FRESH YARN presents:

Please Form Line Here
By Meredith Hoffa

In this day and age, who actually goes inside the bank?

As far as I'm concerned, the interior of the bank is kind of a non-space space reserved for a specific crowd, basically people who are either a) fundamentally flustered by ATMs, like my mom, b) applying for a loan, or c) doing something else bank-y that isn't a loan, but falls into that same category of things involving percent signs that are all too complicated for me to understand.

But on those rare occasions when I do have inside-of-bank-business to tend to -- i.e. getting quarters for laundry -- I have to say: I kind of love it. It's a quaint, old-fashioned-y type errand, and the running of it makes me feel sort of wholesome, much the way people feel, I bet, when they go to Western Union to send a telegram, say, or to get their shoes cobbled. All I know is that whenever I stride up to that faux-velvet rope and step into line amongst my fellow West Hollywood peeps, a bolt of contentedness hits me and I find myself thinking: I am a citizen of this neighborhood. And of the WORLD!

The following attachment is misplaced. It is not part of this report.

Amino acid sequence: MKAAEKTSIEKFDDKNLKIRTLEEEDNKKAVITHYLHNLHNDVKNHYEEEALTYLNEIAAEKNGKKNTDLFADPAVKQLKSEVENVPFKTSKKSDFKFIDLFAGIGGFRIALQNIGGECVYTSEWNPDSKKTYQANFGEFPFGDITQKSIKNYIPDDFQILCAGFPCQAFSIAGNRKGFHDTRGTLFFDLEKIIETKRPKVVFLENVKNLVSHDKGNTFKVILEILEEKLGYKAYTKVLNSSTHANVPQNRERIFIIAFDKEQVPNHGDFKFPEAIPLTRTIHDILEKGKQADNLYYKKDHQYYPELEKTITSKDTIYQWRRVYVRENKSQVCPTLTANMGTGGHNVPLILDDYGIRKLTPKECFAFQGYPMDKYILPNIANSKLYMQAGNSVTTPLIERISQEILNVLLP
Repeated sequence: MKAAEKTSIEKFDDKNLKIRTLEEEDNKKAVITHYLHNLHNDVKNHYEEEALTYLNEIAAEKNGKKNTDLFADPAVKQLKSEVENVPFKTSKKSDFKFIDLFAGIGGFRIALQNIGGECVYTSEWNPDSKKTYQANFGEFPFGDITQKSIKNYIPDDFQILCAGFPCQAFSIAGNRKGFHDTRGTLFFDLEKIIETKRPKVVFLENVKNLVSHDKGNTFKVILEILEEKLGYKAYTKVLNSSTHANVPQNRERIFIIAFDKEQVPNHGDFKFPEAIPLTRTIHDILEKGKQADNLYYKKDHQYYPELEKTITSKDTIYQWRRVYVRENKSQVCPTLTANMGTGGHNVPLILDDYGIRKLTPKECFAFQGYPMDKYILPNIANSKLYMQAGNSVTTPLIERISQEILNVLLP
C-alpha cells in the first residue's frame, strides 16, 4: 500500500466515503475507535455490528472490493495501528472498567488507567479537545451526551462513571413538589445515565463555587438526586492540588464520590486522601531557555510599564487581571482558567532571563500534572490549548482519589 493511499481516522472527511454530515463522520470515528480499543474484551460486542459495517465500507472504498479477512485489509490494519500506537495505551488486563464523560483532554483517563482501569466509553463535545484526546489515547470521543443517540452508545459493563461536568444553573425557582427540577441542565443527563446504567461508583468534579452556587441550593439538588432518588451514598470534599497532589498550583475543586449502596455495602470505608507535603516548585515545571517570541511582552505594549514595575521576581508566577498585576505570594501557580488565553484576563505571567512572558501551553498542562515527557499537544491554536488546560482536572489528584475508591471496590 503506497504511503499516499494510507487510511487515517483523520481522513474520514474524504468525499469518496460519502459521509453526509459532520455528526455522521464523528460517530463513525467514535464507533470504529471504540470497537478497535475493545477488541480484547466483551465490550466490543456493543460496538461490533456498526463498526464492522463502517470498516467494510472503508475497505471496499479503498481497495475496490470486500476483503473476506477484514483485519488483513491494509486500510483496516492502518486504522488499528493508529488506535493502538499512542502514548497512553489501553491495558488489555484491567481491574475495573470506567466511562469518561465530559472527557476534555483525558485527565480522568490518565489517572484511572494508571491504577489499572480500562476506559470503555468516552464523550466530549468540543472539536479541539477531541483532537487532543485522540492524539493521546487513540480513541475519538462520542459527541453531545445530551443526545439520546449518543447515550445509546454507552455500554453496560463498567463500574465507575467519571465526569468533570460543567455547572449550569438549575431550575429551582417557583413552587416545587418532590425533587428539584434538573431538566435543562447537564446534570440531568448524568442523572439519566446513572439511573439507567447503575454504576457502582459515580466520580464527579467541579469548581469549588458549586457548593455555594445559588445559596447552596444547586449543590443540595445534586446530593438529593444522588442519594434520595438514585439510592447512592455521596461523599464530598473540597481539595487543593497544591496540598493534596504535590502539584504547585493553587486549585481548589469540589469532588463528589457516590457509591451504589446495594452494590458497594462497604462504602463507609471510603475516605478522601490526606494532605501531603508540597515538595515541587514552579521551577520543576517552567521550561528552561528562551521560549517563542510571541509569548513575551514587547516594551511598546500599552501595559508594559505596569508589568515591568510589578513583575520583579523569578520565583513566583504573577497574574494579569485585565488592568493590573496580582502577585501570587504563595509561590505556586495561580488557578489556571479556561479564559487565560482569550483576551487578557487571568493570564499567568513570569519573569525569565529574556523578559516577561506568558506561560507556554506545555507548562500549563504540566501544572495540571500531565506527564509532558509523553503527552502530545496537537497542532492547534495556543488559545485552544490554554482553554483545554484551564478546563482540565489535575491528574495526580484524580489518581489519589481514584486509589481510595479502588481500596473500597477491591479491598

I should mention that my gusto for banking is helped along by the fact that at my local Bank of America branch, the employees -- 100% of whom are Armenian-American and/or Persian-American, by the way -- are the friendliest people on earth. At the very least they're the friendliest people in West Hollywood. Plus they're so amazingly efficient; whenever I transact with them I feel like I'm truly and thoroughly Taking Care of Business, a feeling that I just so happen to treasure more than any feeling in all of life.

So last Saturday I headed over to my B of A to do the quarters thing. I'd complete a life-affirming bank errand and then head to a yoga class taught by my favorite teacher Fusako, who's not only incredibly bendy but also adorable. (At the end of every class she goes around and gives everyone a head rub. Who knows why she does it but it makes me so excited I can barely breathe.)

When I arrived at the bank there were just a handful of customers there, and, thankfully, no line. I stationed myself behind the little island -- the one that houses all those forms and pens-on-a-rope -- and awaited my ding.